This service is $99.99, which gets you live online streaming of Preseason games only, and on-demand streaming of all regular season games shortly after they air. It can also get you All-22 coaches film, and archives of all games dating back to 2009. Unfortunately, there are no live, regular season games with this service in the United States. If you are willing to wait until Sunday night to watch the games, the noon games will be available at the conclusion of the 3:00pm games (so around 6:00pm CST). Later games aren't available until the next day. It's a good product, but fails to give us live streams of games.
NFL Mobile - Verizon
This service is available exclusively to Verizon Wireless customers and costs $5/month. But starting last year, you can get access to live NFL games streamed on your phone (both Preseason and Regular season!). It's a much better deal than NFL Game Pass, but you have to be a Verizon customer, and you can only stream on your mobile phone (without the option to mirror cast to your TV unfortunately). But this includes only local games that you would get for free with your antenna anyway. So if you get good Verizon coverage, and that's an option in your area, then an NFL Mobile subscription could be an excellent legal option for you to stream some NFL games on the go.
NFL Sunday Ticket - DirecTV
This sports satellite package has been around for a long time, but beginning last year people who couldn't get DirecTV service were allowed to signup for the Sunday Ticket service without a satellite subscription. This was an extremely limited offering last season, covering only a few cities in the United States and a handful of university campuses nationwide. But as mentioned above, this season they are expanding it nationwide. You still have to "qualify" for the stand-alone streaming service: aka, live in an apartment building, college campus or rural area that does not have the option to subscribe to DirecTV service. If you live in a house or neighborhood that CAN get DirecTV service, then you are out of luck for the streaming service. In that case, if you want the Sunday Ticket package, then you also have to signup for a satellite package, but even then you can still technically stream the game too.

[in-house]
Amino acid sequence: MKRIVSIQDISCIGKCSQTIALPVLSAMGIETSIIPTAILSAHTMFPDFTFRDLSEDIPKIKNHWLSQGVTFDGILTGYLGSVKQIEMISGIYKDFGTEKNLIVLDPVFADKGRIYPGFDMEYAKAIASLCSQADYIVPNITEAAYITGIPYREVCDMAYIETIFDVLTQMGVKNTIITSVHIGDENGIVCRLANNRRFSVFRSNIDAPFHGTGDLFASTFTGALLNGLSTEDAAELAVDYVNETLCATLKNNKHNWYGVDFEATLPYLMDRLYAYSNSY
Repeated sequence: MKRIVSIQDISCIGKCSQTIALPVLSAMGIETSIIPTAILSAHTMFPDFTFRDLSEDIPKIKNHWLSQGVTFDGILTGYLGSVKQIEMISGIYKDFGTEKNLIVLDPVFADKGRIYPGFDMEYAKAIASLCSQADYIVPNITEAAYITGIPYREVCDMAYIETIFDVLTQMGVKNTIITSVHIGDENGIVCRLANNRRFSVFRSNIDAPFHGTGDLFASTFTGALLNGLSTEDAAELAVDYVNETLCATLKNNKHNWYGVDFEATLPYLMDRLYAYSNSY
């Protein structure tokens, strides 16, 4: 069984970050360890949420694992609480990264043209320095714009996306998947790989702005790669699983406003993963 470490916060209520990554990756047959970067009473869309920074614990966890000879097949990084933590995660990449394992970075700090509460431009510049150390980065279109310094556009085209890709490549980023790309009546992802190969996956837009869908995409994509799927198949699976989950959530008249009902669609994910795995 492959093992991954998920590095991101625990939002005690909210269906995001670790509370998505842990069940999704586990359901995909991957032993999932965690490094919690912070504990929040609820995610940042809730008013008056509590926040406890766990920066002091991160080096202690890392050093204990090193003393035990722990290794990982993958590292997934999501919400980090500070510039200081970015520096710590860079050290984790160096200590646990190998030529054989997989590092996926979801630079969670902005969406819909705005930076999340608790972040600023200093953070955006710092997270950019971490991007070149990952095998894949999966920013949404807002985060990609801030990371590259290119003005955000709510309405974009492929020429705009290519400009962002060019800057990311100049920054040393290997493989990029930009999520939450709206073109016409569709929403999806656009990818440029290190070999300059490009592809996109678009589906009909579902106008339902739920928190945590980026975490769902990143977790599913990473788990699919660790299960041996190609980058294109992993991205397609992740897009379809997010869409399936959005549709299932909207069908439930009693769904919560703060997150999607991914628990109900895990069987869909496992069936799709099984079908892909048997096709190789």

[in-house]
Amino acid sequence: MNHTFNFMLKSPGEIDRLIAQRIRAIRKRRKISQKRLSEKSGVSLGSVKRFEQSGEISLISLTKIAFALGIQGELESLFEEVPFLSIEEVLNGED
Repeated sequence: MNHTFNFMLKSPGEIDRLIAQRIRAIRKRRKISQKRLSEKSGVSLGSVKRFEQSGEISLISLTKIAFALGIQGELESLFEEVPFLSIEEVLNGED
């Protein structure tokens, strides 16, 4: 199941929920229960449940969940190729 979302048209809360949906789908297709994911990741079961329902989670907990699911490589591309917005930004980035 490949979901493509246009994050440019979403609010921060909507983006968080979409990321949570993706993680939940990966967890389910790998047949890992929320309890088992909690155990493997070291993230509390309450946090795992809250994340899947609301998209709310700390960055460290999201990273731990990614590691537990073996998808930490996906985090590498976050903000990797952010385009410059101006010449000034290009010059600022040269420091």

Streaming Channel Apps - No Bundle Subscription Required
There are a few other limited ways to watch NFL games online that involve Channel Apps. Dish Network has a new internet television service called SlingTV. For $20/month you get a handful of cable channels that are live streamed through your internet connection. You access those channels via a streaming app that is available on a variety of platforms like Roku, Amazon Fire TV, Android, iOS and others. This gives you an independent option to watch the Monday Night Football games without needing a cable or satellite subscription. For the Sunday Night games, if you don't already get the game for free on your OTA Antenna, you can visit NBC.com and watch the game online for free.
Streaming Channel Apps - Bundle Subscription Required
If you ARE a cable subscriber, you still have some legal streaming options available to you. WatchESPN is an app that will allow you to watch ESPN on any mobile device. You'll just have to login with your cable account information. NFL Network and NFL Redzone is available the same way. This isn't exactly a true streamable option, since it requires you to also pay for an expensive TV package. But it's still a way to stream live NFL games over the internet.
While there still isn't a legal way to live stream any NFL game to your television without restrictions, each year there are seemingly more and more options to access NFL games legally, over the internet. And I really believe it's only a matter of time until we have a service like Sunday Ticket available independently of an expensive cable/satellite bundle.
*Disclaimer: DO NOT and I repeat DO NOT promote illegal methods of streaming NFL games in the comments section of this article.